BARNSLEY children have the highest levels of tooth decay in South Yorkshire, with 41 per cent affected.
A major study will be carried out in October after figures revealed a high number of five-year-olds showed signs of obvious tooth decay.
Public Health Barnsley will now conduct a study of thousands of children across the town's 79 primary schools to see how widespread the problem is.
Barnsley is ranked 22 out of 147 (one being the worst), despite 75 per cent of children visiting a dentist regularly.
Each child experiencing tooth decay had on average three or four affected baby teeth.
Dr Frances Clement, a consultant in public health medicine, said she was shocked at the results.
"Given that we are doing as much as we can, we thought we would have had better statistics. To be the worst in South Yorkshire isn't very good at all.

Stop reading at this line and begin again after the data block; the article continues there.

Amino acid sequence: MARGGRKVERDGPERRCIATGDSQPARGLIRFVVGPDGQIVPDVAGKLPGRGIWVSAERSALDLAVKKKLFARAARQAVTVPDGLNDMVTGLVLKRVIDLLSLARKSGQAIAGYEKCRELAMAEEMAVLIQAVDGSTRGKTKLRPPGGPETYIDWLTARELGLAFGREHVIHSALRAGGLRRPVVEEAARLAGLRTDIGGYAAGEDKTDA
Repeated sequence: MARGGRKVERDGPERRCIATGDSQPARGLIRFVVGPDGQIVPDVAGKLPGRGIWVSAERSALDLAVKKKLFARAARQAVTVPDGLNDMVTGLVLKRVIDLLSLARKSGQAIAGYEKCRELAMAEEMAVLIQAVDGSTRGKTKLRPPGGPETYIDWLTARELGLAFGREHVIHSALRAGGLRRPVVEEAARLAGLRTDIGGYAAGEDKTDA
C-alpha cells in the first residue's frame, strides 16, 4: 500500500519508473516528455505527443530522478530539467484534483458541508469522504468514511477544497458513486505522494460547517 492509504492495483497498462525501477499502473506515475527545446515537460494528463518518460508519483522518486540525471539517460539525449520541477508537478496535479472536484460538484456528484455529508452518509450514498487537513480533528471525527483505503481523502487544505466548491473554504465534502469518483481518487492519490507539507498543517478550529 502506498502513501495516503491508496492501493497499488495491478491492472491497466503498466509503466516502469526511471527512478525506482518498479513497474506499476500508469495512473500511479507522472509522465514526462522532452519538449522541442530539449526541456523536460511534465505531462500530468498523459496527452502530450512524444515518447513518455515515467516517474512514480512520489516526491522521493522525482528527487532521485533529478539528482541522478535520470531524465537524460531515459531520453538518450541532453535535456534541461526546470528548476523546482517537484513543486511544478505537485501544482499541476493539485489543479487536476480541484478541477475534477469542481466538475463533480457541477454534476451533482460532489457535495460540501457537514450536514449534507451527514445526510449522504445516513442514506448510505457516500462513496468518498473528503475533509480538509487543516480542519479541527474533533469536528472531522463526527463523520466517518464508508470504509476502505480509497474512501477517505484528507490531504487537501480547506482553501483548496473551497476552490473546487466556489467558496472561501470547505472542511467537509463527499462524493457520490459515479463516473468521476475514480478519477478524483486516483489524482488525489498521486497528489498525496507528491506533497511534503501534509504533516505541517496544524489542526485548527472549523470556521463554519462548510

"We weren't happy with the result and thought it should have been better given all the efforts we've been putting in. It is not getting worse, but it's not getting better either."
Dr Clement said reasons for the tooth decay could include 'parental behaviour'.
She said giving children sweets when they are playing up could cause problems, and that eating and drinking things which are perceived to be healthy, such as fruit juices which contain lots of sugar, can lead to plaque.